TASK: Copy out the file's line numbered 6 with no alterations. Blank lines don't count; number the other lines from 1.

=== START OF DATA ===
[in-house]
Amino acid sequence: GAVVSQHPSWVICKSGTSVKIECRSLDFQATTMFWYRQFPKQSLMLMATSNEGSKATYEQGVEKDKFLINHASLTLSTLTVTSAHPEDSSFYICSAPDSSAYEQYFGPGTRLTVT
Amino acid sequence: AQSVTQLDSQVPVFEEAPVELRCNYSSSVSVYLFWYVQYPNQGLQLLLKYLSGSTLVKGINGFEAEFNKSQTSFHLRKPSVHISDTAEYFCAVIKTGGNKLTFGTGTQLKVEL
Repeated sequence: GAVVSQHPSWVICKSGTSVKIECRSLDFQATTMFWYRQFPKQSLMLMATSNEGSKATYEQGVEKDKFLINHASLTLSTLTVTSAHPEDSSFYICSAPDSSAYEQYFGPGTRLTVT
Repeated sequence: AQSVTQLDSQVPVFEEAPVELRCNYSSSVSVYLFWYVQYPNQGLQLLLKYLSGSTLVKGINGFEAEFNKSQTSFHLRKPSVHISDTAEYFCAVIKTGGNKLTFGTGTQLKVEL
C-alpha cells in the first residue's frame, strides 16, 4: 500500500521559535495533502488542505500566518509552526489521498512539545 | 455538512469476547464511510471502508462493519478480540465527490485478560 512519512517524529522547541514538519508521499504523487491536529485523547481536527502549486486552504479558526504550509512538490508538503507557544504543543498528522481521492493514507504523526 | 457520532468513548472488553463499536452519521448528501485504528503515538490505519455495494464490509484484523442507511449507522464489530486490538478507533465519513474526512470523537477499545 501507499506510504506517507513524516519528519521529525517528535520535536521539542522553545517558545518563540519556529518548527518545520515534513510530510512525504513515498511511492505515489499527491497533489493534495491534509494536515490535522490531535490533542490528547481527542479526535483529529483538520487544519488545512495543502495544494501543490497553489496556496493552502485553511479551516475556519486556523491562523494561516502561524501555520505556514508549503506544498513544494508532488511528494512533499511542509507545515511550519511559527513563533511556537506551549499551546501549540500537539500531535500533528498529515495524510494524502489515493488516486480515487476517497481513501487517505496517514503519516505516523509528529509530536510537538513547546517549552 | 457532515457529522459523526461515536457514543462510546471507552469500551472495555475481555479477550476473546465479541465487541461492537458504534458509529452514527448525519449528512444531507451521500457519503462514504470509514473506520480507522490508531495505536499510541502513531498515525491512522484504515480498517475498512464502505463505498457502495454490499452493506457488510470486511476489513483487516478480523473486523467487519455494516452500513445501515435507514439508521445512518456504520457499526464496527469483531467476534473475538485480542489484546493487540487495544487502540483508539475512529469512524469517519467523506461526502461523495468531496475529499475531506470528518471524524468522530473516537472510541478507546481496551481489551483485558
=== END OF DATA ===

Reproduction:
C-alpha cells in the first residue's frame, strides 16, 4: 500500500521559535495533502488542505500566518509552526489521498512539545 | 455538512469476547464511510471502508462493519478480540465527490485478560 512519512517524529522547541514538519508521499504523487491536529485523547481536527502549486486552504479558526504550509512538490508538503507557544504543543498528522481521492493514507504523526 | 457520532468513548472488553463499536452519521448528501485504528503515538490505519455495494464490509484484523442507511449507522464489530486490538478507533465519513474526512470523537477499545 501507499506510504506517507513524516519528519521529525517528535520535536521539542522553545517558545518563540519556529518548527518545520515534513510530510512525504513515498511511492505515489499527491497533489493534495491534509494536515490535522490531535490533542490528547481527542479526535483529529483538520487544519488545512495543502495544494501543490497553489496556496493552502485553511479551516475556519486556523491562523494561516502561524501555520505556514508549503506544498513544494508532488511528494512533499511542509507545515511550519511559527513563533511556537506551549499551546501549540500537539500531535500533528498529515495524510494524502489515493488516486480515487476517497481513501487517505496517514503519516505516523509528529509530536510537538513547546517549552 | 457532515457529522459523526461515536457514543462510546471507552469500551472495555475481555479477550476473546465479541465487541461492537458504534458509529452514527448525519449528512444531507451521500457519503462514504470509514473506520480507522490508531495505536499510541502513531498515525491512522484504515480498517475498512464502505463505498457502495454490499452493506457488510470486511476489513483487516478480523473486523467487519455494516452500513445501515435507514439508521445512518456504520457499526464496527469483531467476534473475538485480542489484546493487540487495544487502540483508539475512529469512524469517519467523506461526502461523495468531496475529499475531506470528518471524524468522530473516537472510541478507546481496551481489551483485558